Moral Importance of Humanity, Intellectual Disability, and the Role of Literature in Moral Reasoning

Monday, November 3, 2014
7:00pm, Info Commons Lab, Central Branch, Brooklyn Public Library

Brooklyn Public Philosophers is a monthly series of talks and discussions at the Brooklyn Public Library. It's a forum for philosophers based in and around Brooklyn to speak with a general audience about their work. The aim is to broaden the discussion of important philosophical issues and to increase communication between academic philosophers and the general public.

For this particular talk, Alice Crary (New School) will be discussing the moral importance of humanity, intellectual disability, and the role of literature in moral reasoning.

Here is a bit more about the talk, in Dr. Crary’s own words:
Merely being human matters. That is the thesis of this presentation. Defending it is an urgent task. Today a fair number of philosophers whose influence extends well beyond professional philosophy are openly hostile to the idea that bare humanity is morally important. These philosophers tend to impugn the moral standing of, above all, intellectually disabled human beings. One of my aims to show that, far from being less fit objects of moral concern, individuals with intellectual disabilities place special demands on us for attention and solicitude. More generally, I hope to show that the sheer fact of being human is relevant to moral thought. Part of what distinguishes my argument is that its methods are not ethically neutral. I draw on a selection of ethically saturated literary works and memoirs that contain treatments not only of intellectually disabled human beings but also of human corpses, and I claim that this non-neutral manner of proceeding is consistent with respect for the rational authority of ethics.

MAP (Minorities and Philosophy) Presents: Thinking About Applying to Philosophy Ph.D. Programs?

Monday, October 27, 2014
6:30 - 8:30 PM
CUNY Graduate Center, Room 6421

The CUNY GC chapter of Minorities and Philosophy ("MAP") is hosting a graduate student led panel discussion on the process of applying to Ph.D. programs in philosophy. The discussion is intended to help students who are considering applying to philosophy Ph.D. programs navigate the confusing application process, highlight some of the unique challenges faced by minority applicants, and offer insights about the nature of graduate study in philosophy.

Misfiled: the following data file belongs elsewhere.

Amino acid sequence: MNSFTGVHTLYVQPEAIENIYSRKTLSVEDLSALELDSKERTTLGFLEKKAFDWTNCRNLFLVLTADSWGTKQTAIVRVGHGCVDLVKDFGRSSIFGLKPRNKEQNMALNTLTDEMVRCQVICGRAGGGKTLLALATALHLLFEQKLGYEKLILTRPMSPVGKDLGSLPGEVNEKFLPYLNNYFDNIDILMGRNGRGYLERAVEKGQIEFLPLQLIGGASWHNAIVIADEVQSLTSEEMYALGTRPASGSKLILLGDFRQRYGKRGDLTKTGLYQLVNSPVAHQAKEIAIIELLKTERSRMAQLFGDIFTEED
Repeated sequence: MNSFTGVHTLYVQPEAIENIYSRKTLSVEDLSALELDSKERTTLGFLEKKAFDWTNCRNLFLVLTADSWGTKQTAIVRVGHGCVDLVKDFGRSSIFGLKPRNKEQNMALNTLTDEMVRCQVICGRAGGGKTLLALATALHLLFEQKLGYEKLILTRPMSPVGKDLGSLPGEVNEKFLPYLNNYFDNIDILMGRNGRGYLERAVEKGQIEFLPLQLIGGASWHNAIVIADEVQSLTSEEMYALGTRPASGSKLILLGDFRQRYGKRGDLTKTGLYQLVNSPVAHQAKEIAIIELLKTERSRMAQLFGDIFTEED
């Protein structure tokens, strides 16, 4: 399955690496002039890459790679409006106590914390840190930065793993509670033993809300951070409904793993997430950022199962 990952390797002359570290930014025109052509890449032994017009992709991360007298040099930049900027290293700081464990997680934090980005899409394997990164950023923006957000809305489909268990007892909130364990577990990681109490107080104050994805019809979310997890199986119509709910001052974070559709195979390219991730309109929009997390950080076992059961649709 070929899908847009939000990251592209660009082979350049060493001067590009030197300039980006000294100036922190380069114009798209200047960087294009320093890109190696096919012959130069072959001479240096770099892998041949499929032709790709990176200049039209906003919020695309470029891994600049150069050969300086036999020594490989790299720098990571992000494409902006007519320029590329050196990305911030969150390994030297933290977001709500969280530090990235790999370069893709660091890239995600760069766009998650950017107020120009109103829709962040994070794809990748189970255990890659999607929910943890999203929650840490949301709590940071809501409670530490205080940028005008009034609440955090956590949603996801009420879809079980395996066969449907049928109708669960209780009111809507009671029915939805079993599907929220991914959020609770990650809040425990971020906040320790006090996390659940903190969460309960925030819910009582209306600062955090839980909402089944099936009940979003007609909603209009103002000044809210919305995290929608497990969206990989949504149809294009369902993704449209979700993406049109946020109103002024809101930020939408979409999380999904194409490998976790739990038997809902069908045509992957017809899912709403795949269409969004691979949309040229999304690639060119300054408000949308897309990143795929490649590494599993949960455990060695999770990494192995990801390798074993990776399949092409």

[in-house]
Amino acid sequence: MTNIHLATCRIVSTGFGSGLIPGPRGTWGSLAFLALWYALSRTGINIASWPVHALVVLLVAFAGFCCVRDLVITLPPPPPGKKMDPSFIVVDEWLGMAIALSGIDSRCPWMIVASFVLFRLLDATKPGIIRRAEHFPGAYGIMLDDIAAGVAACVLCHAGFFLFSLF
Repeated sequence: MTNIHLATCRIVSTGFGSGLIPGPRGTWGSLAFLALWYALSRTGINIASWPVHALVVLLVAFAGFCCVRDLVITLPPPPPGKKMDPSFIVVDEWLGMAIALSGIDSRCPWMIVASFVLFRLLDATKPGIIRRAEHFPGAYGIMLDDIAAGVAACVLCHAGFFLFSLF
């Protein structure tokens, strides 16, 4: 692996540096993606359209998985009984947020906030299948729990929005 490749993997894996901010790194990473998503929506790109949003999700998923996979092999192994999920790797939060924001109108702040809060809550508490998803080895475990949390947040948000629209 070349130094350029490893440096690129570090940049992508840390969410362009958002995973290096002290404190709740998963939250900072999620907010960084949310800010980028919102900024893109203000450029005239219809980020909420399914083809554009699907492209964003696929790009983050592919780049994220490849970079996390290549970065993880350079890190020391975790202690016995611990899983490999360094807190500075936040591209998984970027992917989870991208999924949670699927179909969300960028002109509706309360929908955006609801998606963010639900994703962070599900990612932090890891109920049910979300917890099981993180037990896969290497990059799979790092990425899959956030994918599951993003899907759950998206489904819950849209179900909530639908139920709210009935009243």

For more information about this event, please view the flier.

SOCIETIES IN MOVEMENT: REINVENTING DEMOCRACY FROM GREECE TO THE US TO BOSNIA by MARINA SITRIN

Respondent: Alan Aha [Puerto Rican and Latino Studies, Brooklyn College]
Brooklyn College Graduate Center for Worker Education

Wednesday, October 15, 2014
Dinner & Lecture, 6:00 - 8:00 PM
25 Broadway, 7th Floor, New York, NY 10004

At this event, hosted by the Economic Democracy Project and co-sponsored by Students for a Democratic Alternative (SODA), Marina Sitrin will discuss her book that she wrote with Dario Azzelini titled, "They Can't Represent Us", along with updates from other movements.

Marina Sitrin is a writer, lawyer, teacher, organizer and dreamer. Marina holds a PhD in Global Sociology and a JD in International Women's Human Rights. Her work focuses on social movements and justice, specifically looking at new forms of social organization, such as autogestion, horizontalidad, prefigurative politics and new affective social relationships and has been heavily involved in OCCUPY movements worldwide. Sitrin is the editor of "Horizontalism: Voices of Popular Power in Argentina" (2006) AK Press, author of "Everyday Revolutions: Horizontalism & Autonomy in Argentina" (2012) Zed Books, and "Occupying Language: The Secret Rendezvous with History and the Present" (2012) Zucotti Park Press.

If you want the free dinner, please RSVP by sending an email to kedusei@brooklyn.cuny.edu.

Economic Democracy Project Collective Courage
Brooklyn College Graduate Center for Worker Education

September 3, 2014 @ 6:00 PM

At this event, hosted by The Economic Democracy Project, speaker Jessica Gordon Nembhard, author of "Collective Courage", will be discussing excerpts from her book. Nembhard is Professor of Community Justice and Social Economic Development in the Department of Africana Studies at John Jay College (CUNY).

For more information, please see the event flyer. For more information email: kedusei@brooklyn.cuny.edu.